MAGISTRATE COURT Judge Tod Davis Convicted of no seat belt and fined $30: Michael E. Riley, Iola Terry D. Munday, El Dorado James E. Lewis, Chanute Mark E. Snavely, Iola Tersa I. Blazek, Iola (two counts) Convicted of speeding: Jillian M. Christenson, Bartlesville, Okla., 78/65, $171 Xavier A. Villa, Topeka, 82/65, $195 Matthew M. Barnett, Kansas City, Mo., 75/65, $178 Shawn C. Bresnehen, Ramona, Okla., 85/65, $213 Brittney L. Ramsey, Bronson, 75/65, $153 James E. Hessert, Bartlesville, Okla., 60/45, $183 Claude R. Reaves, Glasgow, Mo., 80/65, $183 Kayla M. Cansino, Topeka, 57/45, $415 Annette D. Anderson, Olathe, 63/45, $201 Mayte G. Breithaupt, Colony, 70/55, $183 Ryan T. Blanton, Fulton, Mo., 80/65, $183 Robert A. Miller, Kansas City, Mo., 83/65, $201 David M. Odell, Tioga, Texas, 69/45, $249 Destiny D. Holderfield, Kincaid, 80/65, $183 Convicted as follows: Lisa D. Hull, Fort Scott, improper U-turn, $183 Gabriel G. Culbertson, Iola, no seatbelt, no registration, $258 Cameron M. Weeks, Du Quoin, Ill., failure to yield at stop or yield sign, $183 Ryan M. Jones, Iola, 70/55, no seatbelt, $213 Cases deferred with fines assessed: Michael L. Weiland, LaHarpe, DUI, $1,283 Criminal cases filed: Kristopher L. Trester, Fort Scott, distribution of methamphetamine and driving while suspended Jennifer D. Cady, Fort Scott, distribution of methamphetamine Adrieana R. Maynard, Chanute, domestic battery Braxton R. Hutchinson, Lawrence, possession of marijuana and possession of drug paraphernalia Michael Naff, Chanute, theft Patrick G. Beller, Garnett, DUI Orion C. Nicholas, LaHarpe, disorderly conduct Hushee W. Her, Chanute, possession of drug paraphernalia Tracey L. Womelsdorf, LaHarpe, disorderly conduct Gabriel M. Gregg, Gas, aggravated assault Levi K. Martin, Iola, possession of marijuana Justin Bellman, Gore, Okla., violation of a protective order Contract cases filed: Capital One Banks vs. Brittani A. Watson Johnson Schowengerdt, P.A., vs. Ashley Cole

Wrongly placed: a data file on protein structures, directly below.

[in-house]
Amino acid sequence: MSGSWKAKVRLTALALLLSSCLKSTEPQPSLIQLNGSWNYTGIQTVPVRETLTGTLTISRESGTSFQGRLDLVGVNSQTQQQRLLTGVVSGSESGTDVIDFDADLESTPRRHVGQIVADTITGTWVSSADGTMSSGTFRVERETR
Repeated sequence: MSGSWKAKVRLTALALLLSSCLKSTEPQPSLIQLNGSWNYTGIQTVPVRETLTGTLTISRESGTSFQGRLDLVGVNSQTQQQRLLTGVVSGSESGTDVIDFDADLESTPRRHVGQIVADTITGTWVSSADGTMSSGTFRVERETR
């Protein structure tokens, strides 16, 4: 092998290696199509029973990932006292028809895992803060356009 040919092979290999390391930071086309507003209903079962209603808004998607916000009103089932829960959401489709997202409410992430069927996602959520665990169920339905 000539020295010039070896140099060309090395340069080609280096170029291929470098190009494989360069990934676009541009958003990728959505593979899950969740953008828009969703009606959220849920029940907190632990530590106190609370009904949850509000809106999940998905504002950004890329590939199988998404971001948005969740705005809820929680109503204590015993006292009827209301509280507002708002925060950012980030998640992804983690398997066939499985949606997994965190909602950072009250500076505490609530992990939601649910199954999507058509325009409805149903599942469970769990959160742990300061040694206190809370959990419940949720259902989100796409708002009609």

Mary Strunk Mary Lou Strunk, age 91, Iola, passed away Wednesday, July 25, 2018, at Windsor Place, Iola. Arrangements are pending. A full obituary and announcement of services at Feuerborn Family Funeral Service, Iola, will be published as soon as arrangements are finalized.

Carrier Lohman Delivery named to Deadlines Mon.-Thur. Dean’s List City Limits of Iola 5:30 p.m. All Other Carrier Routes 6:30 p.m.

DES MOINES, Iowa — Iolan Jo Lohman has been named to the Dean’s List at Drake University. The academic honor is achieved by earning a GPA of 3.5 or higher during the spring 2018 semester.